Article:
iconv() fails? - IBM AS400

This is a discussion on iconv() fails? - IBM AS400 ; I'm getting wrong output by iconnv() doing ebcdic to ascii translation (no dbcs neither unicode involved). When on the input buffer I have x'0D25' translating to ccsid 819 I get x'0d85' instead of x'0d0a'. Translating from ccsid 819 x'0d0a' into ...

+ Reply to Thread
Results 1 to 12 of 12

Thread: iconv() fails?

  1. iconv() fails?

    I'm getting wrong output by iconnv() doing ebcdic to ascii translation
    (no dbcs neither unicode involved).
    When on the input buffer I have x'0D25' translating to ccsid 819 I get
    x'0d85' instead of x'0d0a'.
    Translating from ccsid 819 x'0d0a' into an ebcdic ccsid, I get x'0D25'
    correctly.
    Why?

    --
    Dr.Ugo Gagliardelli,Modena,ItalyCertifiedUindoscrasherAñe joAlcoolInside
    Spaccamaroni andate a cagare/Spammers not welcome/Spammers vão à merda
    Spamers iros a la mierda/Spamers allez vous faire foutre/Spammers loop
    schijten/Spammers macht Euch vom Acker/Spamerzy wypierdalac'

  2. Re: iconv() fails?

    I get the from CCSID 37 -> CCSID 819
    hex -> IN: 0D25
    hex -> OUT: 0D0A

    For 280 & 1144:
    280 -> 819
    hex -> IN: 0D25
    hex -> OUT: 0D0A
    1144 -> 819
    hex -> IN: 0D25
    hex -> OUT: 0D0A

    For an alternate input of x'0D15':
    280 -> 819
    hex -> IN: 0D15
    hex -> OUT: 0D85

    Is it possible the input was actually x/0D15, perhaps if only by some
    error changed from the expected input value x/0D25; i.e. prior to actual
    evaluation by inconv()? Otherwise I would suspect there is some
    corruption in the table which evaluates the transition from one
    character to the other; such a problem would, I expect most likely, to
    be specific to a CCSID; either source or target. Do all of the above
    EBCDIC CCSID source 0x0D25 conversions give consistent 0x0D85 results?

    Regards, Chuck
    --
    All comments provided "as is" with no warranties of any kind
    whatsoever and may not represent positions, strategies, nor views of my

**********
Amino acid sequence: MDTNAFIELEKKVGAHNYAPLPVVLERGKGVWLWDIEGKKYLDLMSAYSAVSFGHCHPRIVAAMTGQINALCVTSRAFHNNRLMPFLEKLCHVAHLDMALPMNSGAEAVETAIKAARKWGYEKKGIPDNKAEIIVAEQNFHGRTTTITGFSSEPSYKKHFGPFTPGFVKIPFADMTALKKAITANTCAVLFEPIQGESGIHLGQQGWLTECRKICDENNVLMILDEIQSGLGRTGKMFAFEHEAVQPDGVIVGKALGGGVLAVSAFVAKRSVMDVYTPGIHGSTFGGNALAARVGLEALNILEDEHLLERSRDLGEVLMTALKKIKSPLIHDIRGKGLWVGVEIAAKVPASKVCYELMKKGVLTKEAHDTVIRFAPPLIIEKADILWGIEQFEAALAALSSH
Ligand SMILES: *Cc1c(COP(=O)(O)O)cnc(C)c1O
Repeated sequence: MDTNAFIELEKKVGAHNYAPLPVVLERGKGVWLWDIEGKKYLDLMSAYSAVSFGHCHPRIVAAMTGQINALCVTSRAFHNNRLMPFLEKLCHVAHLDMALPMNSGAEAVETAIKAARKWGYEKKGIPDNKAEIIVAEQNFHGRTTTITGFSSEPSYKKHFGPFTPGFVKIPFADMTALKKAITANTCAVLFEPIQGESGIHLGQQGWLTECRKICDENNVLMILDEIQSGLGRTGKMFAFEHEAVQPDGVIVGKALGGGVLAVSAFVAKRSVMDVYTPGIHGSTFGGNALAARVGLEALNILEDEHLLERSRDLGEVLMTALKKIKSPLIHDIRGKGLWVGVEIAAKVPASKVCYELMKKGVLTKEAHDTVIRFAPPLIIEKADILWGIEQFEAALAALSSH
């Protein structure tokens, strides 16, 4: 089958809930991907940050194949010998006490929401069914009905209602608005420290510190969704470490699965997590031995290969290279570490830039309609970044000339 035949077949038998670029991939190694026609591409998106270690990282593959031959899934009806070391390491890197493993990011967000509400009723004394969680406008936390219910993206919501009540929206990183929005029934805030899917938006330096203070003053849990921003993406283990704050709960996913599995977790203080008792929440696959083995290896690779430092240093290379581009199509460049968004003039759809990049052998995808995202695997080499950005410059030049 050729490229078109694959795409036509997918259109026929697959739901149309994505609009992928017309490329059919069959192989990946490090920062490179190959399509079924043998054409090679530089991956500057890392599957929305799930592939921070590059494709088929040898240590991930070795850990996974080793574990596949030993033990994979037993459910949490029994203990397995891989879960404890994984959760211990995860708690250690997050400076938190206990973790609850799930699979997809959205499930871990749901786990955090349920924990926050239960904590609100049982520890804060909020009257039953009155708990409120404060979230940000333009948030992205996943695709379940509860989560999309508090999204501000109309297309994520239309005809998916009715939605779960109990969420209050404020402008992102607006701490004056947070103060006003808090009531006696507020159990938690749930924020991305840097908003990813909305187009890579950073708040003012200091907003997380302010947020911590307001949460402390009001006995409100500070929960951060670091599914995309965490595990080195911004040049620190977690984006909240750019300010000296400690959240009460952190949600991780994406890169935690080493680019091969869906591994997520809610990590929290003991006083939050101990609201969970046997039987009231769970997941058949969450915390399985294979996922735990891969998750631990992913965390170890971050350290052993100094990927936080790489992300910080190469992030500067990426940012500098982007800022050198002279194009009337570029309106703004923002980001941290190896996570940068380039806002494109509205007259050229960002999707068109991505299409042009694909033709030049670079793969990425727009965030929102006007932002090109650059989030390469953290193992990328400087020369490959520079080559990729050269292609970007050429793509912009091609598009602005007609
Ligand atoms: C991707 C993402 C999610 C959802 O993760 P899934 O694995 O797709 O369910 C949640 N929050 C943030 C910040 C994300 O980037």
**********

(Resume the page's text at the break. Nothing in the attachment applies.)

employer

    Dr.UgoGagliardelli wrote:
    > I'm getting wrong output by iconnv() doing ebcdic to ascii translation
    > (no dbcs neither unicode involved).
    > When on the input buffer I have x'0D25' translating to ccsid 819 I get
    > x'0d85' instead of x'0d0a'.
    > Translating from ccsid 819 x'0d0a' into an ebcdic ccsid, I get x'0D25'
    > correctly.
    > Why?
    >


  3. Re: iconv() fails?

    il 15/11/2007 23.25, Scrive CRPence 40750408:
    > I get the from CCSID 37 -> CCSID 819
    > hex -> IN: 0D25
    > hex -> OUT: 0D0A
    >
    > For 280 & 1144:
    > 280 -> 819
    > hex -> IN: 0D25
    > hex -> OUT: 0D0A
    > 1144 -> 819
    > hex -> IN: 0D25
    > hex -> OUT: 0D0A
    >
    > For an alternate input of x'0D15':
    > 280 -> 819
    > hex -> IN: 0D15
    > hex -> OUT: 0D85
    >
    > Is it possible the input was actually x/0D15, perhaps if only by some
    > error changed from the expected input value x/0D25; i.e. prior to actual
    > evaluation by inconv()?

    I'm pretty sure that the input was 0d25, it was obtained with \r\n C
    literals, then I carefully watched it in debug mode. But 0d15 too has
    no sense it's translated into 0d85, isn't it?
    > Otherwise I would suspect there is some
    > corruption in the table which evaluates the transition from one
    > character to the other; such a problem would, I expect most likely, to
    > be specific to a CCSID; either source or target. Do all of the above
    > EBCDIC CCSID source 0x0D25 conversions give consistent 0x0D85 results?

    Yes, just before posting here I tried 37, 280, 1144 with the same
    results, I compiled the same very simple C program on a 520 iSeries with
    V5R4, on a 270 with V5R2 ad on an old 170 with V4R4, on both 520 and 270
    I had wrong results, while I had correct results on the 170. All the
    systems have 2932 as primary language.